What do we see?
In 2016 the material footprint was around 9,800kt or 1.5t of material consumption per Flanders resident. Compared to 2010, the footprint had decreased by 10%. Between 2010 and 2016, the impact of the production, maintenance and repair of cars on the material footprint continued to grow. By 2016 it already accounted for 48% of the total impact. The impact of other vehicles accounts for around 17%, so passenger cars have a bigger impact than other forms of transport. Finally, it is important to note that the lower material footprint could be the result of the lower number of new cars being produced.
What’s the aim?
In a circular economy, we aim to keep the material footprint of our mobility system as low as possible. Although mobility continues to have a large overall impact, the downward trend is encouraging. The consumption of fuel during the use phase has the biggest impact on the material footprint. By using other types of vehicle, like EVs and hybrids, we can lower the amount of fossil fuels required and in doing so reduce the footprint. However, this kind of change depends on infrastructure and the mix of electricity. Furthermore, the impact of electric vehicles is higher during the production phase. In order to lower the material footprint of the mobility system, we therefore need to reduce the number of passenger cars. This can be achieved on the one hand by using other modes of transport like public transport and active ways of getting around, and on the other hand by increasing the use intensity and efficiency of passenger cars.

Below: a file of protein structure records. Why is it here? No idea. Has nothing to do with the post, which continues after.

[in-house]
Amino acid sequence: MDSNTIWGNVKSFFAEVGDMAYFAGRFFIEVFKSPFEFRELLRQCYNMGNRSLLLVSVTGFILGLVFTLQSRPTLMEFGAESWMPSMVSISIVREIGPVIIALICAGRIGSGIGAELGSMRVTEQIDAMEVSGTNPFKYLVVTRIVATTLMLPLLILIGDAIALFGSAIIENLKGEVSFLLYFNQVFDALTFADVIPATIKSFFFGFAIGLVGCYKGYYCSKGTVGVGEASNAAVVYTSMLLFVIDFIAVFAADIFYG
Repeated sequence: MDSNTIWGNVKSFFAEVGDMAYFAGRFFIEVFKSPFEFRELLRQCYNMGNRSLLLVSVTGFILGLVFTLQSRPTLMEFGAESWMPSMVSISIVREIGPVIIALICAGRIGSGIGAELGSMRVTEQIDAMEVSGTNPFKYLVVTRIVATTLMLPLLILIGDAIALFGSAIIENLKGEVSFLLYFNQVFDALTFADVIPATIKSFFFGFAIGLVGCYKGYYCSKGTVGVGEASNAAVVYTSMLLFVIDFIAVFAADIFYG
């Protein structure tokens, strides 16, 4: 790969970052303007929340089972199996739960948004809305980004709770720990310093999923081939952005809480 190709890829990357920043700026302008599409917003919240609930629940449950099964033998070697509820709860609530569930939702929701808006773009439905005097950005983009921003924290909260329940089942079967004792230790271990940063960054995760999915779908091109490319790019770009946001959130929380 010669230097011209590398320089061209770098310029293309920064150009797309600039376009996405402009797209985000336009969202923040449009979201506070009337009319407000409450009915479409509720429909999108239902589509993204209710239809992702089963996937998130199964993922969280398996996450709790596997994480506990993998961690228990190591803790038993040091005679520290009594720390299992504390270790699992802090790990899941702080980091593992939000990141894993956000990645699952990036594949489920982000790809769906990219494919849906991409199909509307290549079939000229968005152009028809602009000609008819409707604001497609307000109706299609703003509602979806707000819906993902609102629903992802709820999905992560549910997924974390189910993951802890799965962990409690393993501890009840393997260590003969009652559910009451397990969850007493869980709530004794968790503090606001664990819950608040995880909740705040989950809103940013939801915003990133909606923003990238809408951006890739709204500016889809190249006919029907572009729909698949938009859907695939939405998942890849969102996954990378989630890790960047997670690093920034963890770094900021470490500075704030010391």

What does this indicator measure?
This system indicator measures the material footprint of passenger transport in Flanders. The data for the indicator was provided by OVAM.